Defending His Fannie

Former Fannie Mae CFO Tim Howard is in a video posted by Reuters talking the future of mortgages, the institution he led until the mid-00s, and how a future home loan crash should be avoided.

Howard says at the outset that the government will have to decide on the future role for Fannie Mae and Freddie Mac, now under the conservatorship of the Federal Housing Finance Agency, but disagreed with host Anthony Currie's point that the two were always headed down a path of self destruction. 

"The primary reason people said these companies were inevitably going to fail," says Howard in the interview, "is because many people believe that a government-sponsored company with special advantages over private companies has inherently bad incentives to take risk."

He says he managing both interest rate- and credit risk for almost  20 year at Fannie Mae. "This notion that Fannie Mae had an implied guarantee that only applied to the debt and mortgage-backed securities . . . It never applied to the shareholders."

Howard continued: "We knew if we made mistakes the shareholders would lose all their money.  . . . The record shows we did a very good job, particularly on the credit risk side."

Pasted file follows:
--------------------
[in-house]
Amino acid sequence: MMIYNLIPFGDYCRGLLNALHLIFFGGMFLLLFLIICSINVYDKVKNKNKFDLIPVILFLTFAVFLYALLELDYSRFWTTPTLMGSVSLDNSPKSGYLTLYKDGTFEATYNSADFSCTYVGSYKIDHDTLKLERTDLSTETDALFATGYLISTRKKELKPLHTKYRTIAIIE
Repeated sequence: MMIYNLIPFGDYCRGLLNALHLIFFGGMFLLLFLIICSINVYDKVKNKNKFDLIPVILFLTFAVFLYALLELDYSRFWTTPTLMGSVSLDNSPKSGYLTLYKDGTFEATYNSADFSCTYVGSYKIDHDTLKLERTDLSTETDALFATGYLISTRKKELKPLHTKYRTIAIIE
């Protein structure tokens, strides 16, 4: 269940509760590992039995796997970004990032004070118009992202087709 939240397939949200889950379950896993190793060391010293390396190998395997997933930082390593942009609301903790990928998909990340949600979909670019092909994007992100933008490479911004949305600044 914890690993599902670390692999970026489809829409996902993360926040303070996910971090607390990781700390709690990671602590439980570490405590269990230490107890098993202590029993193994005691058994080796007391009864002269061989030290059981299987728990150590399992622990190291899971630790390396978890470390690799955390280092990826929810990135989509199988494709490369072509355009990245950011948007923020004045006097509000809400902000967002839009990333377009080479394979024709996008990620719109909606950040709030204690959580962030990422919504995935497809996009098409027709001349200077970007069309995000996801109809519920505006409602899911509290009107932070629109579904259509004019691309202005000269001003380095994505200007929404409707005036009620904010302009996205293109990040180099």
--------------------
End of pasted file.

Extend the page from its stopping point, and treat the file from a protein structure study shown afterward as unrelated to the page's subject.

The credit-risk issue, he explained, wasn't raised as a concern when he was there.  It was raised later, when losses hit.

As to the future of the mortgage securities issuers, Howard said, the "big irony of the current consensus for what to do in the mortgage market is you wind Fannie and Freddie down and replace them with private companies,  . . . [T]hat is exactly what was attempted in the late 90s-early 00s, and it ended in disaster." 

The problem, he explained was because private companies underwriting and rating the mortgages "had no skin in the bame."

He said that the banks would package the mortgages and they would be sold and forgotten about, with little regard for downstream commercial mortgage-backed securities investors.

You can find the Reuters video,  "Fighting America's Mortgage Wars" on The Exchange, here.

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